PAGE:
Friday, July 19, 2013

PHLAP! PHilosophy of Lazy APologetics.

Sometimes the question of why interact with pop Gnus with strange arguments, like John Loftus or Richard Carrier, comes up.  I noticed this morning that I'd explained my thinking on this on an obscure forum at this already obscure blog a few months ago pretty succinctly.

Sam: You really need to ignore John Loftus. He's nothing but a pseudo intellectual crackpot borderline narcissist.

David: We're all borderline narcissists, Sam. If I ignore the narcissists, I'll have to go join the nihilists, if they'll have me.

I think John raises interesting questions. I think those questions, properly understood, can help point people to the truth. I don't rebut Loftus because his arguments are terrifying, I rebut him because they are promising.

And the same, I think, should go for rebutting Avalos, Carrier, Dawkins, Dennett, Ehrman, Harris, Pagels, Price, etc.  Sometimes they represent challenges -- and let's be honest enough to admit those challenges -- but nineteen times out of twenty, they represent opportunities.  That's because the truth usually consists not of just saying, "You're wrong," but "You're right as well as wrong, and you haven't yet seen the quarter of it." 

In other words, low-hanging fruit often tastes sweet, and one can gather a lot of it quickly.

Call that, my Philosophy of Lazy Apologetics.  (PHLAP) 


Crude said...

Well, since you brought it up...

You know better than I do in what you decide to pursue, etc. The problem is, the arguments are easy to answer - those are free-floating. I think people get worked up when you cite Loftus as their source, since he's seen as kind of a wannabe shyster.

Dawkins? Dennett? Ehrman? Harris? They're not really clawing for attention, so giving them some accomplishes little.

David B Marshall said...

That's my point. Most of the arguments are easy to answer -- but they raise big issues in the process, which often shed light.

I've written five books so far, of my own. In retrospect, all of them were in some way written to respond to popular accusations against Christianity. The first was written to answer the charge I often heard in Taiwan that "Christianity is Yangjiao," or foreign religion, that doesn't fit China. Now I've written a doctoral dissertation on the subject, and I'm SO happy people brought the subject up so often. Because I am amazed at how wonderfully the Gospel fulfills the deepest truths in Chinese tradition.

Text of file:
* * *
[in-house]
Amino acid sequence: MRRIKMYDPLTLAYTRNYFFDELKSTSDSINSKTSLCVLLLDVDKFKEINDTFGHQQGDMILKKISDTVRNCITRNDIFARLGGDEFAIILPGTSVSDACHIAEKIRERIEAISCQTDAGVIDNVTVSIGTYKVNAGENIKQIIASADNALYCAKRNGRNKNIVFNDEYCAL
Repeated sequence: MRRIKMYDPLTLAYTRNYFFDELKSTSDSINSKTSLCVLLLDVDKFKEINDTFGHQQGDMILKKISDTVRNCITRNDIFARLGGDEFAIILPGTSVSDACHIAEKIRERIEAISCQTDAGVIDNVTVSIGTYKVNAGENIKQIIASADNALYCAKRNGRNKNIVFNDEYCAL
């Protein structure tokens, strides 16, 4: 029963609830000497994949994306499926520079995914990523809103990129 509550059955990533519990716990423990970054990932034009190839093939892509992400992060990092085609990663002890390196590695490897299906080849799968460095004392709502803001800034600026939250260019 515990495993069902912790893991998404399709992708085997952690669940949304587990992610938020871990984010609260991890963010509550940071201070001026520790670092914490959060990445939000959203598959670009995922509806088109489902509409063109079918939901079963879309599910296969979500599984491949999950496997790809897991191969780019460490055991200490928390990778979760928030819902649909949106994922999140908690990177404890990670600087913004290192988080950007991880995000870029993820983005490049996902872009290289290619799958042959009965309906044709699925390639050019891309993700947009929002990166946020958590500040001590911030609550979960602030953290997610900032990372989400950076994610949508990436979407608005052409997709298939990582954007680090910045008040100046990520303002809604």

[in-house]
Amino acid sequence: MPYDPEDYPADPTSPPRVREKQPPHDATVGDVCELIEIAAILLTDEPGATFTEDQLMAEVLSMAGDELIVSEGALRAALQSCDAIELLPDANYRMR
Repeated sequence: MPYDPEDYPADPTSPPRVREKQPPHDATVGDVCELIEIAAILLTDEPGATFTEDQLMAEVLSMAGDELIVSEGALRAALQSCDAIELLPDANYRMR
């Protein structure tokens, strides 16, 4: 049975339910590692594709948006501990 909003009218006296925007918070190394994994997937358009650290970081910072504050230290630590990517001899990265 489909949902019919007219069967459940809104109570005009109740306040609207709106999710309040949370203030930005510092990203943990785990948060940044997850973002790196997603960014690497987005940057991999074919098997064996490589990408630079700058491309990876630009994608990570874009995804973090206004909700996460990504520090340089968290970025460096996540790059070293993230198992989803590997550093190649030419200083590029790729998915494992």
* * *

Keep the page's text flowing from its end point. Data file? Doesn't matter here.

Aside from the anthology, my last three books were all written on the surface to answer particular groups of critics -- the Jesus Seminar, Pagels & Co, and New Atheists. But in each case their criticisms, while weak, helped in the end shed light on the uniqueness of the Gospel in important ways. (My editor chopped the last three chapters out of the Gnu book, though, which said a lot more along those lines -- that may ultimately turn into another book.) Plus, having critics to answer makes the book more lively -- as Origen, Augustine, and Chesterton all found.

Is Loftus worthy to serve that function? Sure he is. It's not a particular noble function, but it is a helpful one. I'm taking the OTF, and running with it -- if taken seriously, answering such challenges often send one on a rich journey of intellectual discovery, with God showing up in unexpected places.

Crude said...

To make it clear: I wasn't saying that the arguments aren't worth being answered, or don't have utility. In fact, I'm sure they are and do. It's mostly that you can answer them, and never mention the name of a desperate-for-PR guy once. I think that sums up the strongest argument against directly dealing with such directly - you can deal with all of his arguments, yet give the unworthy no press. Very, very little trades on the individual specifically here. (It'd be another thing if you were dealing with, say... an Ehrman, who has a position of authority and is well-known and thought well of.)

But, really - you know what you're doing better than I, so I'm not pushing this point here or, God forbid, insisting on it. Just explaining where I think people are coming from. You certainly write well and forcefully on these topics.

David B Marshall said...

Thanks. I guess if I were the Professor of the Public Understanding of Science and Misunderstanding of Theology at Oxford University, also the World's Leading (Pseudo) Intellectual, I'd probably be too dignified to debate William Lane Craig, still John or these other guys.

Are you reading Meyer's new book? I'm about halfway through, now.